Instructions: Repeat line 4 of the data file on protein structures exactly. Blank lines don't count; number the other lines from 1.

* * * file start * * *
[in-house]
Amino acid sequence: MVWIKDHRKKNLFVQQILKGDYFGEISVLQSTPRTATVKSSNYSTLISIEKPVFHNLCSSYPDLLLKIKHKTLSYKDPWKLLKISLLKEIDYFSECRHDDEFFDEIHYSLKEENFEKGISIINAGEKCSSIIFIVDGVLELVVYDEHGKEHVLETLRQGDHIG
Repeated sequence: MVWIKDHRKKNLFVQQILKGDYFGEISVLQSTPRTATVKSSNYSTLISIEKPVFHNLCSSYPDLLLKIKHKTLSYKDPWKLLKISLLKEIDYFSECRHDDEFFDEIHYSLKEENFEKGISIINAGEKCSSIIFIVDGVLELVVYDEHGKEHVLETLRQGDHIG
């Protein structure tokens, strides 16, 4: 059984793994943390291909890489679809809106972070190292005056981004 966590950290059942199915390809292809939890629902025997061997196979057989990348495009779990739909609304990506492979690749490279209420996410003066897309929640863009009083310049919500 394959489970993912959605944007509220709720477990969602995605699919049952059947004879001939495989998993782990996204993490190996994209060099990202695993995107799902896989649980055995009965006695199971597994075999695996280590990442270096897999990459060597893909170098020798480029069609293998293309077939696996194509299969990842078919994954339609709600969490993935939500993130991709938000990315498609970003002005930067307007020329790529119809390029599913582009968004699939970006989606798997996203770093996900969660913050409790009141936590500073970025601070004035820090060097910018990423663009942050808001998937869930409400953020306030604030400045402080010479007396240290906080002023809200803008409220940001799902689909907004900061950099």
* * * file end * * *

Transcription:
């Protein structure tokens, strides 16, 4: 059984793994943390291909890489679809809106972070190292005056981004 966590950290059942199915390809292809939890629902025997061997196979057989990348495009779990739909609304990506492979690749490279209420996410003066897309929640863009009083310049919500 394959489970993912959605944007509220709720477990969602995605699919049952059947004879001939495989998993782990996204993490190996994209060099990202695993995107799902896989649980055995009965006695199971597994075999695996280590990442270096897999990459060597893909170098020798480029069609293998293309077939696996194509299969990842078919994954339609709600969490993935939500993130991709938000990315498609970003002005930067307007020329790529119809390029599913582009968004699939970006989606798997996203770093996900969660913050409790009141936590500073970025601070004035820090060097910018990423663009942050808001998937869930409400953020306030604030400045402080010479007396240290906080002023809200803008409220940001799902689909907004900061950099």